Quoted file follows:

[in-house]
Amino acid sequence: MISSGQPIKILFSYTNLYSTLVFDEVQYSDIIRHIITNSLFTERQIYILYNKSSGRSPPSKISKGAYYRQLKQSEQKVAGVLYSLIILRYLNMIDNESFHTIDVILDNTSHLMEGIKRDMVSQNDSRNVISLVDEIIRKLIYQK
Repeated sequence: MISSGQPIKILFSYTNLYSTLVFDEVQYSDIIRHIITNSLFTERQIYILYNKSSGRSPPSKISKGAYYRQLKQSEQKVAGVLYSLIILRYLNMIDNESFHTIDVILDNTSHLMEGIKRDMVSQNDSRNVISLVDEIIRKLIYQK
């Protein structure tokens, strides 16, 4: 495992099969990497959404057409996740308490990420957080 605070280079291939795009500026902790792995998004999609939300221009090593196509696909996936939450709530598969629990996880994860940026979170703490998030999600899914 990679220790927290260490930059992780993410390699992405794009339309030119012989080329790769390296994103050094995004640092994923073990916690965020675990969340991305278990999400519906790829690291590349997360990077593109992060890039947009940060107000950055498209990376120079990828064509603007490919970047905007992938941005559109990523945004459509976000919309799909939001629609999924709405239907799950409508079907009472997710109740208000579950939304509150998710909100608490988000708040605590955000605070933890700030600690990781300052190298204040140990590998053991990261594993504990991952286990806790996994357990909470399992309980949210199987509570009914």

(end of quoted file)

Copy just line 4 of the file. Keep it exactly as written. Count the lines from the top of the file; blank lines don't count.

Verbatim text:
């Protein structure tokens, strides 16, 4: 495992099969990497959404057409996740308490990420957080 605070280079291939795009500026902790792995998004999609939300221009090593196509696909996936939450709530598969629990996880994860940026979170703490998030999600899914 990679220790927290260490930059992780993410390699992405794009339309030119012989080329790769390296994103050094995004640092994923073990916690965020675990969340991305278990999400519906790829690291590349997360990077593109992060890039947009940060107000950055498209990376120079990828064509603007490919970047905007992938941005559109990523945004459509976000919309799909939001629609999924709405239907799950409508079907009472997710109740208000579950939304509150998710909100608490988000708040605590955000605070933890700030600690990781300052190298204040140990590998053991990261594993504990991952286990806790996994357990909470399992309980949210199987509570009914």